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Huntington's Disease

What is Huntingtons disease?

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January 24, 2017 10:17PM

Huntington's disease (know as HD) is a fatal neurological disease. It results from genetically programmed degeneration of brain cells in certain areas of the brain.

It is a brain disorder usually appearing in mid-life but it can also strike in teenage years. HD results in emotional disturbance, uncontrolled movements, and loss of intellectual ability. A faulty gene causes this disease. The faulty gene runs in families. The faulty gene is passed from parent to child through the mutation of a normal gene. Whether one child inherits the gene will have no bearing on whether other children in the family will inherit the gene. If you have one parent with Huntington's disease, you have a 1 in 2 chance of inheriting the faulty gene. A person who has HD usually first develops symptoms that seem out of character.

Early symptoms include:

  • Mood swings
  • Short-term memory problems
  • Mood changes
  • Mild tremor
  • Clumsiness
  • Depression
  • Lack of concentration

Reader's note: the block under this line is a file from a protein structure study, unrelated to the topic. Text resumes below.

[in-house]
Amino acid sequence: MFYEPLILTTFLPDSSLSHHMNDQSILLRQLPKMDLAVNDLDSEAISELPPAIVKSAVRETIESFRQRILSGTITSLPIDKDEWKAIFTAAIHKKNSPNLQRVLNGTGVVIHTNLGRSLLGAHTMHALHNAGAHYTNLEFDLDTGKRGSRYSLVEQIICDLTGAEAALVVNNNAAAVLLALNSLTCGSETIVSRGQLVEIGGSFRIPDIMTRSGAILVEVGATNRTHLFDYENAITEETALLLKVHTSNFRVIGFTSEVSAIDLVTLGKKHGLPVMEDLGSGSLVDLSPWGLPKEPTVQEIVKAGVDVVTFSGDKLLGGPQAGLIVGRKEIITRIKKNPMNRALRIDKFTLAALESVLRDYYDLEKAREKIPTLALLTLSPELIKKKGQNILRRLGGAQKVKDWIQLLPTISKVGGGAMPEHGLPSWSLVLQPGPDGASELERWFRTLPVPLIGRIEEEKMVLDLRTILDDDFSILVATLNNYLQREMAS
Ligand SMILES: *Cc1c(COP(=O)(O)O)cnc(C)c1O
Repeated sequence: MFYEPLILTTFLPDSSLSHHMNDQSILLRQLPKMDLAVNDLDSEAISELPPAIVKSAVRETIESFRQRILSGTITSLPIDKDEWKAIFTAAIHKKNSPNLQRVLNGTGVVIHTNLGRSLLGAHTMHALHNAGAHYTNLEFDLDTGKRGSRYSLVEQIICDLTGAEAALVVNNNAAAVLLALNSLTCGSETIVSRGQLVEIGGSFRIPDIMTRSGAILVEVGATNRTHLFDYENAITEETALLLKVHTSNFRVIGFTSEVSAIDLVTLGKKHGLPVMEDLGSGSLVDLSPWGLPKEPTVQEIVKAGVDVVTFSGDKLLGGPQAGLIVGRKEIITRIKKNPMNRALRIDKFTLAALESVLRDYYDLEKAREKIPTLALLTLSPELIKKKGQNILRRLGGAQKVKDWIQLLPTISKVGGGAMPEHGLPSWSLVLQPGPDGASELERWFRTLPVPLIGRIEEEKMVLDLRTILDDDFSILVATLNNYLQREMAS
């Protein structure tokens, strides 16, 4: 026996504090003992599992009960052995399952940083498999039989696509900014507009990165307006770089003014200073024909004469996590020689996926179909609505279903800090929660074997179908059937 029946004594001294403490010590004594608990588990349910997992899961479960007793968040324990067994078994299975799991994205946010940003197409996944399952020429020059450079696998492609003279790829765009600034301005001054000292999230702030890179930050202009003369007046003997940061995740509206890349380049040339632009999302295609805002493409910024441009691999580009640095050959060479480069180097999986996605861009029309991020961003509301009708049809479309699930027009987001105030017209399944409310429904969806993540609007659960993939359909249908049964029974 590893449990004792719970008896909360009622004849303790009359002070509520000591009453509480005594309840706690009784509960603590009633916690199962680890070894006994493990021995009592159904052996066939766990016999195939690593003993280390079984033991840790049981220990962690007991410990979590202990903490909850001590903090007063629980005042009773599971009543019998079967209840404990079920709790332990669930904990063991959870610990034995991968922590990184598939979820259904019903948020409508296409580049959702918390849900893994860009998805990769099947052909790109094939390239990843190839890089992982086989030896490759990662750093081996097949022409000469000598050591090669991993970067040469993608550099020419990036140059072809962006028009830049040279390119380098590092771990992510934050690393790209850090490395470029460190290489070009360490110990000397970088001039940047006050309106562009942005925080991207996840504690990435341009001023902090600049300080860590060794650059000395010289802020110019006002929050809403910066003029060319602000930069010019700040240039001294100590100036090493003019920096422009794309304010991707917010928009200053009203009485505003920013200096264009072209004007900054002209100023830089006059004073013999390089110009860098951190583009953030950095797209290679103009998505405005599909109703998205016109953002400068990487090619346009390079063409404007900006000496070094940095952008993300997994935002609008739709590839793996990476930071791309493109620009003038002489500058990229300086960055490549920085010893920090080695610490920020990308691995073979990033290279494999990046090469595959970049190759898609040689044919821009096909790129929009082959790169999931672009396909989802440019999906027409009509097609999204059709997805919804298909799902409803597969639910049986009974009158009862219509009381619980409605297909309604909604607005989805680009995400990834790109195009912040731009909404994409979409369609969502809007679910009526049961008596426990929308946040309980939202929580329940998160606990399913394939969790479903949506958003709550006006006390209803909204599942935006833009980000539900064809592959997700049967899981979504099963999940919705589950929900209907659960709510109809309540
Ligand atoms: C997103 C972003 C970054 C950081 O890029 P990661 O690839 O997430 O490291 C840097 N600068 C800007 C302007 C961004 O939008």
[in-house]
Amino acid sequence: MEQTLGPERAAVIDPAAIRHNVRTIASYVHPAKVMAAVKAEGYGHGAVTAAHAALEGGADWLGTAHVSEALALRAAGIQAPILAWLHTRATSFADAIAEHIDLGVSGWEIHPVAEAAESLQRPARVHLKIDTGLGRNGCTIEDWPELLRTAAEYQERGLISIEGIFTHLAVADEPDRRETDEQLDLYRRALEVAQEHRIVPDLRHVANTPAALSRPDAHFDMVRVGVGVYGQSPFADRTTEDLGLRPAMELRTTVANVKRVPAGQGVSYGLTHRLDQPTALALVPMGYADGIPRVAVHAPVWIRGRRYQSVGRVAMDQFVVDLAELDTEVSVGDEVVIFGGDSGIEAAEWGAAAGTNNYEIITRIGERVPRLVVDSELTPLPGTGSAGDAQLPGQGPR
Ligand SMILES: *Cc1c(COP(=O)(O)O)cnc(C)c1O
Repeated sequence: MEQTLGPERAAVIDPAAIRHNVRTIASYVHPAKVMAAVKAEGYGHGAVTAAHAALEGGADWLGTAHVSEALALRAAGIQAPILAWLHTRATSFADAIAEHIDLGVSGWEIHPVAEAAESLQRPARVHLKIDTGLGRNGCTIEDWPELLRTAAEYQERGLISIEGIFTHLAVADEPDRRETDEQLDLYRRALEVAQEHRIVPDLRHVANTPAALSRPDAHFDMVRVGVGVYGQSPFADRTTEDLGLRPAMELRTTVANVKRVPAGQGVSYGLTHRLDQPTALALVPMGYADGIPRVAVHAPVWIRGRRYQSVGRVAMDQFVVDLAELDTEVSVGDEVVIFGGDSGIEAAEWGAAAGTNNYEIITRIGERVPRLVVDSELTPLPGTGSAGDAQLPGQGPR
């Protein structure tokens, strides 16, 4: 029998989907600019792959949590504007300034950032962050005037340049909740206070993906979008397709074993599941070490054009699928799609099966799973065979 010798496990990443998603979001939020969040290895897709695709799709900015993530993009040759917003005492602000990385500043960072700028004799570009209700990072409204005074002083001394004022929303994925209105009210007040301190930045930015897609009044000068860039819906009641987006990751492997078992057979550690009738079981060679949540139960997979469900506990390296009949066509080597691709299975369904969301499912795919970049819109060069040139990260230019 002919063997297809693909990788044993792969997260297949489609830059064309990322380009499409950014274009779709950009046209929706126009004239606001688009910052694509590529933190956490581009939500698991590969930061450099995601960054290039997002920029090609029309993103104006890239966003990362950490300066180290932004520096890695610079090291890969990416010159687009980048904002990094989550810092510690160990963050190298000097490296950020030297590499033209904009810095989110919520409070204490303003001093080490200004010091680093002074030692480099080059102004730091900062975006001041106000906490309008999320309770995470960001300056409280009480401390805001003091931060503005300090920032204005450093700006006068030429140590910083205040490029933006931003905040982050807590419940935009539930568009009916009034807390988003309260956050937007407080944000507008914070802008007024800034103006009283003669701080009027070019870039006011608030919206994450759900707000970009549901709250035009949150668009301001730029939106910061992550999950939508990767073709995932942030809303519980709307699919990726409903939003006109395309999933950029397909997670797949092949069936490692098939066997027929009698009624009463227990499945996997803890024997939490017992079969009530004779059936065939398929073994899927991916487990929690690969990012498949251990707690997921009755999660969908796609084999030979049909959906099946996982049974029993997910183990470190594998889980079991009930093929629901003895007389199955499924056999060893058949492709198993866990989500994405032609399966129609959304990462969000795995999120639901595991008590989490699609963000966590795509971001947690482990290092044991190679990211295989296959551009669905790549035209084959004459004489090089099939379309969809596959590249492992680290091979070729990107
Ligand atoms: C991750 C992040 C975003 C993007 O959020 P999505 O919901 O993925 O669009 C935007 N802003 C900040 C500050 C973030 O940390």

• Irritability
  • Anti-social behaviour
  • Trouble driving a car
  • Increasing difficulty learning new things

Concentrating or focusing on intellectual tasks becomes more difficult as the disease progresses; symptoms of the disease worsen over time. Eventually a person with HD may have difficulty feeding and swallowing. Scientists are still researching how the faulty gene causes the disease. At this time (2011-03-20), there is no known way to reverse or stop the course of HD. However, research continues and in recent years scientists have made a number of breakthroughs in this area. At this time, HD is generally fatal within 20 years of symptoms first appearing, but I think that future research will bring a more positive prognosis.

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